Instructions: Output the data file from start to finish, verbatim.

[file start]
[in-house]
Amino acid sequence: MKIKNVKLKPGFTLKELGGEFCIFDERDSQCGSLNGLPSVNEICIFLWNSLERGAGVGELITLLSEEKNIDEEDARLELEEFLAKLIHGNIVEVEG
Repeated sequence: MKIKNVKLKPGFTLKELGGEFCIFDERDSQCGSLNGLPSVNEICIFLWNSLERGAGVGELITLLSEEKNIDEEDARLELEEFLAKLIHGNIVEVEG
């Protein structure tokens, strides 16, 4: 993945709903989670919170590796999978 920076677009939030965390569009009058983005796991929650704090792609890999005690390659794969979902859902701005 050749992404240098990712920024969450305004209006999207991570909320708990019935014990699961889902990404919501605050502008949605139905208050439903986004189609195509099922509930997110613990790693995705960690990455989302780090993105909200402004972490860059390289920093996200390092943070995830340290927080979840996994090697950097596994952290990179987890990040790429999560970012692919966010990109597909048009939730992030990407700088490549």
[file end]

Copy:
[in-house]
Amino acid sequence: MKIKNVKLKPGFTLKELGGEFCIFDERDSQCGSLNGLPSVNEICIFLWNSLERGAGVGELITLLSEEKNIDEEDARLELEEFLAKLIHGNIVEVEG
Repeated sequence: MKIKNVKLKPGFTLKELGGEFCIFDERDSQCGSLNGLPSVNEICIFLWNSLERGAGVGELITLLSEEKNIDEEDARLELEEFLAKLIHGNIVEVEG
């Protein structure tokens, strides 16, 4: 993945709903989670919170590796999978 920076677009939030965390569009009058983005796991929650704090792609890999005690390659794969979902859902701005 050749992404240098990712920024969450305004209006999207991570909320708990019935014990699961889902990404919501605050502008949605139905208050439903986004189609195509099922509930997110613990790693995705960690990455989302780090993105909200402004972490860059390289920093996200390092943070995830340290927080979840996994090697950097596994952290990179987890990040790429999560970012692919966010990109597909048009939730992030990407700088490549």